Background: Lung nodules are a diagnostic challenge, with an estimated yearly incidence of 1.6 million in the United States. This study evaluated the accuracy of an integrated proteomic classifier in identifying benign nodules in patients with a pretest probability of cancer (pCA) ≤ 50%. Methods: A prospective, multicenter observational trial of 685 patients with 8- to 30-mm lung nodules was conducted. Multiple reaction monitoring mass spectrometry was used to measure the relative abundance of two plasma proteins, LG3BP and C163A. Results were integrated with a clinical risk prediction model to identify likely benign nodules. Sensitivity, specificity, and negative predictive value were calculated. Estimates of potential changes in invasive testing had the integrated classifier results been available and acted on were made. Results: A subgroup of 178 patients with a clinician-assessed pCA ≤ 50% had a 16% prevalence of lung cancer. The integrated classifier demonstrated a sensitivity of 97% (CI, 82-100), a specificity of 44% (CI, 36-52), and a negative predictive value of 98% (CI, 92-100) in distinguishing benign from malignant nodules. The classifier performed better than PET, validated lung nodule risk models, and physician cancer probability estimates (P <.001). If the integrated classifier results were used to direct care, 40% fewer procedures would be performed on benign nodules, and 3% of malignant nodules would be misclassified. Conclusions: When used in patients with lung nodules with a pCA ≤ 50%, the integrated classifier accurately identifies benign lung nodules with good performance characteristics. If used in clinical practice, invasive procedures could be reduced by diverting benign nodules to surveillance. Trial Registry: ClinicalTrials.gov; No.: NCT01752114; URL: www.clinicaltrials.gov).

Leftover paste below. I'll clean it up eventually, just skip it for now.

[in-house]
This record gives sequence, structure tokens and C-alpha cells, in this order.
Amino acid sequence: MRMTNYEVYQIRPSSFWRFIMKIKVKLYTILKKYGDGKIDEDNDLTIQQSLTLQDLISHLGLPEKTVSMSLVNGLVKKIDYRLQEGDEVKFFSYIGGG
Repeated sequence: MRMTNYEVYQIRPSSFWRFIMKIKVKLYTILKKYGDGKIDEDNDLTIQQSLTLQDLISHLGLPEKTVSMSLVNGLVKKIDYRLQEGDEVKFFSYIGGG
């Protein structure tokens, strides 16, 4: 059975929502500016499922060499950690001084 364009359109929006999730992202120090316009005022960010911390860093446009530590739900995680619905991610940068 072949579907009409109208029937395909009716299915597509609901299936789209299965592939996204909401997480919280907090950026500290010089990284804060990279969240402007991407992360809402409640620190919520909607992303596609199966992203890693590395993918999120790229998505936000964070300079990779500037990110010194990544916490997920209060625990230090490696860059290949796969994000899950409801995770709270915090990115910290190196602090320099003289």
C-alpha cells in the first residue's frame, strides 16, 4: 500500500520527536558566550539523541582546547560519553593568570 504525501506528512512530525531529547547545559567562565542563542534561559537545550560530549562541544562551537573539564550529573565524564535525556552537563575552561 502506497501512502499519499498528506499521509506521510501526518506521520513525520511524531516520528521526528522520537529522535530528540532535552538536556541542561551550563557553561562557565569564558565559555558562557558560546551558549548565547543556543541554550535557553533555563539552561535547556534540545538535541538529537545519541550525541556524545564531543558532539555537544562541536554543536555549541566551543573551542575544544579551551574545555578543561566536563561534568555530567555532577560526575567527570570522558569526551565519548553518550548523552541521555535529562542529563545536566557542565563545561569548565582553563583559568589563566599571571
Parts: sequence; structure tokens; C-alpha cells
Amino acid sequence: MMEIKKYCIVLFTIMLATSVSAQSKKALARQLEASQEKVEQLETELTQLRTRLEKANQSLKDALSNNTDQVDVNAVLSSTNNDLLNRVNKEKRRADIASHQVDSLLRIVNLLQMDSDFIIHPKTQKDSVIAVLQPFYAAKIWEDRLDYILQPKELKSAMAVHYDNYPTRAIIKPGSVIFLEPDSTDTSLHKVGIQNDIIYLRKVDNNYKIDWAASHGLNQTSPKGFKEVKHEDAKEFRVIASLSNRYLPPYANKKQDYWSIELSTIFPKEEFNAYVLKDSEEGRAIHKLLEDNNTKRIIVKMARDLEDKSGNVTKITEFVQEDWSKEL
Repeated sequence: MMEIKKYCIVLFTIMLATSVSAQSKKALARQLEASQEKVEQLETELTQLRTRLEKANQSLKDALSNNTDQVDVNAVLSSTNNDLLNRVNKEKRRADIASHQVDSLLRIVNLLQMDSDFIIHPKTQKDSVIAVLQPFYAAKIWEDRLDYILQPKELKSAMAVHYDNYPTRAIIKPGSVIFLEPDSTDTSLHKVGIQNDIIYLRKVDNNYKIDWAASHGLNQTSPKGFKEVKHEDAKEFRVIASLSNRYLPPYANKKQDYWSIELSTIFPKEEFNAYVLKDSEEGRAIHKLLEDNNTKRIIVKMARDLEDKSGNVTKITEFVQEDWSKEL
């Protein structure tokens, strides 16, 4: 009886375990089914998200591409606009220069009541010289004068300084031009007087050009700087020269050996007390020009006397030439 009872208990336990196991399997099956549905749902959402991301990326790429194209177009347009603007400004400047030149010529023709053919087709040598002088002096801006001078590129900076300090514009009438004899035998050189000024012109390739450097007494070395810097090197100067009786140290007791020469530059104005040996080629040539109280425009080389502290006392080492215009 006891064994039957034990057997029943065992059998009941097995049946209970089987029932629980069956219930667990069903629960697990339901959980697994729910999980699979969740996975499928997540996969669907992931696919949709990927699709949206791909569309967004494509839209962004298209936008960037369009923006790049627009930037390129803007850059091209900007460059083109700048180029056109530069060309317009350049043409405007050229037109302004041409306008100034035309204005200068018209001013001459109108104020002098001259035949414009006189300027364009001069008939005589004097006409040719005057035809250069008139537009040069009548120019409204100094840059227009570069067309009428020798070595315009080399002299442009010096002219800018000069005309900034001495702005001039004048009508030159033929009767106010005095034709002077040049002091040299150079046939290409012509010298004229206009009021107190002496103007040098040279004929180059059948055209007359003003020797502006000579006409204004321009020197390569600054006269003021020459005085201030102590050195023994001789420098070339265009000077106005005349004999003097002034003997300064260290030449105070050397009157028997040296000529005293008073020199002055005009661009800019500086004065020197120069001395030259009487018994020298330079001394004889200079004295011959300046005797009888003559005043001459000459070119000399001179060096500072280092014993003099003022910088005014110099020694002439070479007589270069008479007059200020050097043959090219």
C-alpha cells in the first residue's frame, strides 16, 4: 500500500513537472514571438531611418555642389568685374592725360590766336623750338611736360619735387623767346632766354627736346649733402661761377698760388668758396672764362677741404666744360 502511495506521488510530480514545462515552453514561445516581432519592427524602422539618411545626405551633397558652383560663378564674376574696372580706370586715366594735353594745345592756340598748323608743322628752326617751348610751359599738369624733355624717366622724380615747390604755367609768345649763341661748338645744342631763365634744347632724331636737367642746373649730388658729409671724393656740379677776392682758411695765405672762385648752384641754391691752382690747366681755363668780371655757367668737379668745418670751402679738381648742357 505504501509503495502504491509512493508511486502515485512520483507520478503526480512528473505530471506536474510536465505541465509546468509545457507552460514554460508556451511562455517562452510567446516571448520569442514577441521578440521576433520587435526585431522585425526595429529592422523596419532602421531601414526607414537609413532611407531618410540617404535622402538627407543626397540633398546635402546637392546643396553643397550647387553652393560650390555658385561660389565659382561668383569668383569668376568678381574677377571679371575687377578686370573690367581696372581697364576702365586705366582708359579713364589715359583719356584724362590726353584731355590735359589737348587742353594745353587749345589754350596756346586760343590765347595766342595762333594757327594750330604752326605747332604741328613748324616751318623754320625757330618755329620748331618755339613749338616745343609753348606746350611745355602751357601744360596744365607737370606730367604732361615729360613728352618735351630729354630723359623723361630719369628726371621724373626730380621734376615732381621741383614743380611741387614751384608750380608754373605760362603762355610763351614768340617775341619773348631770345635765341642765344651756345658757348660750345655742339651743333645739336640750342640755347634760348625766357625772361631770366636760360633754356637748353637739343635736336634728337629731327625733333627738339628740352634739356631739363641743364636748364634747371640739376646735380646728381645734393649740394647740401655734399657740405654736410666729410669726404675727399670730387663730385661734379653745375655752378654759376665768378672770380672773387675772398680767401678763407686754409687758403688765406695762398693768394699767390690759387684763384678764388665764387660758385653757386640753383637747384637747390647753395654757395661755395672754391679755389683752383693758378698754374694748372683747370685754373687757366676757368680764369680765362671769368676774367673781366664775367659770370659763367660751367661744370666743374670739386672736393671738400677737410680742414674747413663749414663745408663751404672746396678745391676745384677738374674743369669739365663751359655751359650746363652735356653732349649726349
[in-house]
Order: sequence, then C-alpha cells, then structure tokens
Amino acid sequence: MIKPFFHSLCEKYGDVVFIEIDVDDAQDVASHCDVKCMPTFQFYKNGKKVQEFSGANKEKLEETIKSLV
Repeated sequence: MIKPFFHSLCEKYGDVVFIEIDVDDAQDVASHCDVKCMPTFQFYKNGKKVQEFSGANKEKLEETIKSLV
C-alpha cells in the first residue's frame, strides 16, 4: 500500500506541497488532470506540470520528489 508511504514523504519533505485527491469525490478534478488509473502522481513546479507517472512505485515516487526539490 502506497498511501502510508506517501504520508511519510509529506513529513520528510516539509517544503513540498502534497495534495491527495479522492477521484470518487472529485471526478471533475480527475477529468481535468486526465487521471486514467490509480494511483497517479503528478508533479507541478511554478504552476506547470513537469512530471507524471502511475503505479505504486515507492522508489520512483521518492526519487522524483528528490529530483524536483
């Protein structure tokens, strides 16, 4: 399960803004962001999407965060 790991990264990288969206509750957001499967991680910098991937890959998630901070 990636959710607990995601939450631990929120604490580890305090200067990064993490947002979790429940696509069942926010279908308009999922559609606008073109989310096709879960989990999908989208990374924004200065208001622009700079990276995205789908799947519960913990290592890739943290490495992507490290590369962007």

- lung cancer
- pulmonary nodules
- risk models
ASJC Scopus subject areas
- Pulmonary and Respiratory Medicine
- Critical Care and Intensive Care Medicine
- Cardiology and Cardiovascular Medicine